Surveillance OS™: Server Monitoring Features

Essential tools for real-time UNIX, Linux and Windows OS performance monitoring

The Surveillance OS toolset includes an comprehensive set of standard features. Listed are a few below:




Operating system monitoring

Key resource utilization and operating statistics (e.g. CPU Utilization, Filesystem Usage, Device IO) can be monitored through windows in the real-time diagnostics interface, alerted on when thresholds are met, and stored in a repository for reporting over time.


Heartbeat server monitoring

The Surveillance Heartbeat monitoring feature reports the general availability of all servers being monitored. If server performance is slow, an alert can be generated. The information can be stored in the repository and used to generate SLA reports. Implementation of the Surveillance Heartbeat monitoring feature is extremely flexible, enabling IT to get notified immediately before a database, application or the entire system goes down.

In an Surveillance OS server monitoring arrangement, one or more servers can be setup as a monitoring station. However, a single monitoring station can simultaneously oversee an unlimited number of Surveillance OS-equipped servers.

In a very large network, the monitoring responsibility can be divided among multiple monitoring stations. Furthermore, the reliability of the Surveillance OS monitoring service in very large networks can be further enhanced by means of redundant monitoring. For example, a server carrying critical importance can be configured to report its status to one principal monitor and one or more backup monitors.


Application process modeling

Group processes and their resource utilization together by application. Monitor key processes to ensure they are running and restart them if they are not.


Script execution with output parsing

This feature allows the user to specify scripts (or commands) to execute and then parse data out of the output as well as any error code. The Script Execution Monitor provides a mechanism for executing commands or shell scripts and parsing the resulting input to monitor for custom situations. For example, you can execute a ping and monitor whether the ping was successful. If unsuccessful, create a result status of ERROR that can generate an alert. Or, you can execute an ls -l of a specific file, parse the output to determine the file size and be alerted when the file size exceeds a specified threshold.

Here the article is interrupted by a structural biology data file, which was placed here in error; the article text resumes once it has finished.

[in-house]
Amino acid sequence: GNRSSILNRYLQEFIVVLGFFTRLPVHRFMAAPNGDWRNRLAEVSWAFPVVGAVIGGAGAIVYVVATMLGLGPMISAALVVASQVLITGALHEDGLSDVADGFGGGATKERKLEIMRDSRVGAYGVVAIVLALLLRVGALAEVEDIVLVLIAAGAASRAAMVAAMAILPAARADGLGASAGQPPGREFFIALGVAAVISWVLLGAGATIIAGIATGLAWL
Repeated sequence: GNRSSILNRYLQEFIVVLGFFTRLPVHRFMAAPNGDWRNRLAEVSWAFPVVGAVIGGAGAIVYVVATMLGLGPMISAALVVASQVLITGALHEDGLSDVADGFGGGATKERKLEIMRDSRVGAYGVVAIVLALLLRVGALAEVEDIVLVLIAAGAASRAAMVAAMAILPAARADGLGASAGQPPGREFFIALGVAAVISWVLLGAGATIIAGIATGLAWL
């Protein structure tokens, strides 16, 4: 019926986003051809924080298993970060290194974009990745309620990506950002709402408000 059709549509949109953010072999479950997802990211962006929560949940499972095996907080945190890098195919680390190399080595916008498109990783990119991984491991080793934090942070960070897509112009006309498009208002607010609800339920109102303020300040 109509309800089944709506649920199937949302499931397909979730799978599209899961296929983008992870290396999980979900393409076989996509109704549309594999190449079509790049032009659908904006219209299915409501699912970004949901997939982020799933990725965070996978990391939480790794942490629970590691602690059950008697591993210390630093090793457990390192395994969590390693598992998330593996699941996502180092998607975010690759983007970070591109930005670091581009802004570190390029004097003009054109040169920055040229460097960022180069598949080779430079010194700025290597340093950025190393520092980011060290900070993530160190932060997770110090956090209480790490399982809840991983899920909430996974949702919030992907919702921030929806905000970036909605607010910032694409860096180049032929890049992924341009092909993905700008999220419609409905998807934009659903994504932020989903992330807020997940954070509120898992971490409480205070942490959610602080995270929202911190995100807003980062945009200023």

Pre-defined & user-defined rules

Surveillance OS provides several pre-defined rule templates and parameters which can immediately monitor Operating System resources. Custom thresholds, refresh rates, and other characteristics can be set when these templates are applied to an entity. Users can also construct their own rules through the Surveillance graphical user interface.


Logfile monitoring

The LOGFILE monitoring feature allows you to monitor for custom situations by providing a mechanism for reading through a text file and parsing the rows. A Logfile window is provided through the Surveillance Client which will display the results of any Logfile monitor definitions. The LOGFILE monitor evaluates the logfile for specified search conditions, and only those lines that meet the terms of the search conditions are reported. An error code and error text can be parsed out of qualifying lines and an error level set.

For example, you can monitor the /var/ adm/messages file for the string œREPEATED LOGIN FAILURES", and have an alert notify the System Administrator when a userÌs attempt to login fails. Or, you can search for œŒsu rootÌ failed" to be notified of failed attempts at superuser access.


Application process monitoring

The Application Process Monitor provides a mechanism for monitoring the execution of a process or group of processes. Users can group OS level processes by application. You can group all processes owned by a specific user (e.g., œroot"), and monitor the memory utilization of all combined processes. Or you can monitor an individual process (e.g., in.named), and be alerted if the process is no longer running, and execute a script to restart it. Or you can monitor the number of running processes with the same name, and generate an alert if too many processes of that name are running.


Store information in the repository

Surveillance DB provides a mechanism for storing data collections to a repository for reporting and analysis. This process begins by  defining data stores from any pre-defined or user-defined collection. Historical data is retained in named stores, which have user-specified time intervals and duration. Any ODBC compliant reporting tool can be used to query and/or graph the historical data. All data collected by Surveillance OS can be viewed real-time, have rules applied,  generate alerts, perform actions, and be stored in repositories for subsequent viewing.